Community Teaching Plan: Teaching Experience Paper
In 1,500-2,000 words, describe the teaching experience and discuss your observations. The written portion of this assignment should include:
Summary of teaching plan
Epidemiological rationale for topic
Evaluation of teaching experience
Community response to teaching
Areas of strengths and areas of improvement
Community Teaching Plan
The prevalence of gestational diabetes has become a public health problem. Studies have shown that about 2 to 10 percent of pregnant women in the U.S are affected by gestational diabetes every year (DeSisto, Kim, & Sharma, 2014). The condition often occurs during pregnancy and impacts the body’s ability to produce enough insulin to regulate blood sugar levels. Some of the common symptoms associated with the disease include nausea, fatigue, excess thirst, and frequent urination, just to mention a few (Ferrara, 2016). This paper discusses my teaching experience and observation during the gestational pregnancy community awareness program.
Summary of the Teaching Plan
The gestational diabetes community awareness program is intended to educate patients and create awareness about the disease. The program covers different areas including the causes, symptoms, risk factors, effects, treatment, and proper management of the ailment (Schmittdiel, 2014). In this case, individuals will be taught how to identify the signs and symptoms of gestational diabetes. How to prevent and manage its risk factors. When to see a doctor or seek treatment. The diagnosis process of gestational diabetes including the tests, analysis, and prescriptions. What to do after the diagnosis and how to manage the disease effectively through proper nutrition, regular checkups, blood sugar monitoring, and exercise, among other preventive measures (Ferrara, 2016). The main target group for the program are expectant mothers, patients, and the community at large. Moreover, the classes will be conducted in the community health center and each lesson will last for about 30-35 minutes.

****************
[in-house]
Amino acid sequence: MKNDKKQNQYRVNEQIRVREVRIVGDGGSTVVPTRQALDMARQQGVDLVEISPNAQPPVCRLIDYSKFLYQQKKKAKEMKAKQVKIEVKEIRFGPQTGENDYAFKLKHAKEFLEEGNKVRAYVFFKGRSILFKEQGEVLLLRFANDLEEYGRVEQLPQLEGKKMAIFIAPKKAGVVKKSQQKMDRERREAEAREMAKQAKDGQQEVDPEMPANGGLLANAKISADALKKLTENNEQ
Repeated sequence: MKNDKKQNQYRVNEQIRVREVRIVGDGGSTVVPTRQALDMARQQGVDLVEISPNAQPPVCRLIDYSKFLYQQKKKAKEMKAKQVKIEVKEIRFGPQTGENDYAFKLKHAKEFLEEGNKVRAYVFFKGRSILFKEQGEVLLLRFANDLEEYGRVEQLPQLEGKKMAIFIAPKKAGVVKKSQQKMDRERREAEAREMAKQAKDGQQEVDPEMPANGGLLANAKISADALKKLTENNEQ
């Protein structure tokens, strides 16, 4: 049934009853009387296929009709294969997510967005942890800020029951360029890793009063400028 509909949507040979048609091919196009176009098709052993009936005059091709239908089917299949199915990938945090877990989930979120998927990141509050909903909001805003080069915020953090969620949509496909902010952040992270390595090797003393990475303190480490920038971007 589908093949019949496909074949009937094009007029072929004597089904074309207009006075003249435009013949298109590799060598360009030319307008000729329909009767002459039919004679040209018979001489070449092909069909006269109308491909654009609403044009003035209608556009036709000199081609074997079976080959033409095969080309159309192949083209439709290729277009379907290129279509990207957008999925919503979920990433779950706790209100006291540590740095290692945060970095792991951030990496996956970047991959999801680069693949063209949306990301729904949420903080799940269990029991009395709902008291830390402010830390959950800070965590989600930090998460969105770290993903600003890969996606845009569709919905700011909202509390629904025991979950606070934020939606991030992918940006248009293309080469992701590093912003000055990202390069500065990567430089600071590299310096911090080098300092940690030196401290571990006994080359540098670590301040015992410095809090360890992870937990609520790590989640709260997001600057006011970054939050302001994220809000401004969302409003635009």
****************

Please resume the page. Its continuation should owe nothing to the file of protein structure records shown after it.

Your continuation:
Epidemiological Rationale for the Topic
The number of cases related to epidemiological diabetes have risen significantly over the years. Research has pointed out that in 2016, the prevalence of the disease in the U.S was approximately 6.0 percent (DeSisto et al., 2014). Similarly, about 2 to 10 percent of women are diagnosed with the ailment every year. In this regard, gestational diabetes complicates most of the pregnancies leading to negative health outcomes, additional medical expenses, and prolonged hospital stay, among other implications (Ferrara, 2016). Furthermore, majority of the women diagnosed with the medical condition tend to suffer from type-2 diabetes mellitus later in life, as well as, their children and subsequent generations in some instances. Studies have also pointed out that gestational diabetes increases the risk of fetal macrosomia, which is commonly associated with birth trauma, shoulder dystocia, and cesarean delivery (DeSisto et al., 2014). It is, therefore, important, to educate patients and the community in general on how to prevent and manage the condition effectively.
Gestational diabetes have been found to affect fatal development in many instances. However, early diagnosis and proper treatment minimizes the risk of complications. In other words, women with gestational diabetes can have normal delivery and healthy children if they are treated efficiently (Schmittdiel et al., 2014). The disease is also more likely to disappear after delivery through proper care and management. Common examples of complications that may arise if the disease is not treated on time and managed appropriately include premature birth, large birth weight which increases the chances of cesarean delivery, as well as, fetal and neonatal death (Ferrara, 2016). It is in this regard that the gestational diabetes topic has been chosen to ensure the health and wellbeing of both the mother and unborn child.
Evaluation of Teaching Experience
The teaching experience was both exciting and life changing at the same time. I got the opportunity to interact with different patients and families who were eager to learn more about gestational diabetes. Majority of the participants were literate and well educated and could, therefore, comprehend most of the information in the program without any difficulty. My most fulfilling moments were when patients could explain what they had leant practically through group discussions and demonstrations. In this regard, the participants would be divided into small groups after every lesson and given different topics for discussion after which they would be given a chance to present what they had learnt in class and ask questions, whenever, necessary. This approach made the lessons more fun and practical thus making it easier for the patients and their family members to participate effectively throughout the program.